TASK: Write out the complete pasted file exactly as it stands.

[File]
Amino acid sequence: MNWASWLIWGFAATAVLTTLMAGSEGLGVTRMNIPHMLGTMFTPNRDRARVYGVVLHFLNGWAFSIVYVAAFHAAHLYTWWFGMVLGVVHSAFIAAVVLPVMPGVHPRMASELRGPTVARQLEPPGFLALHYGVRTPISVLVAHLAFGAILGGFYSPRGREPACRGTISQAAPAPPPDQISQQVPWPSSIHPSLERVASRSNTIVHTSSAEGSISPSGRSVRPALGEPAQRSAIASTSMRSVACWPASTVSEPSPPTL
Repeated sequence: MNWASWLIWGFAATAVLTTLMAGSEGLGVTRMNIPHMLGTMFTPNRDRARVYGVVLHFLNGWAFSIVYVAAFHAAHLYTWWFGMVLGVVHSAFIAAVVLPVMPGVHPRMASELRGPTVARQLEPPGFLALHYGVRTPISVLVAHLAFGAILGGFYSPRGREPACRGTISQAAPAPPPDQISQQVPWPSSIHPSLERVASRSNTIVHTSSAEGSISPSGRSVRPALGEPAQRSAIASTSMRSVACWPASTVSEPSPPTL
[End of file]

Amino acid sequence: MNWASWLIWGFAATAVLTTLMAGSEGLGVTRMNIPHMLGTMFTPNRDRARVYGVVLHFLNGWAFSIVYVAAFHAAHLYTWWFGMVLGVVHSAFIAAVVLPVMPGVHPRMASELRGPTVARQLEPPGFLALHYGVRTPISVLVAHLAFGAILGGFYSPRGREPACRGTISQAAPAPPPDQISQQVPWPSSIHPSLERVASRSNTIVHTSSAEGSISPSGRSVRPALGEPAQRSAIASTSMRSVACWPASTVSEPSPPTL
Repeated sequence: MNWASWLIWGFAATAVLTTLMAGSEGLGVTRMNIPHMLGTMFTPNRDRARVYGVVLHFLNGWAFSIVYVAAFHAAHLYTWWFGMVLGVVHSAFIAAVVLPVMPGVHPRMASELRGPTVARQLEPPGFLALHYGVRTPISVLVAHLAFGAILGGFYSPRGREPACRGTISQAAPAPPPDQISQQVPWPSSIHPSLERVASRSNTIVHTSSAEGSISPSGRSVRPALGEPAQRSAIASTSMRSVACWPASTVSEPSPPTL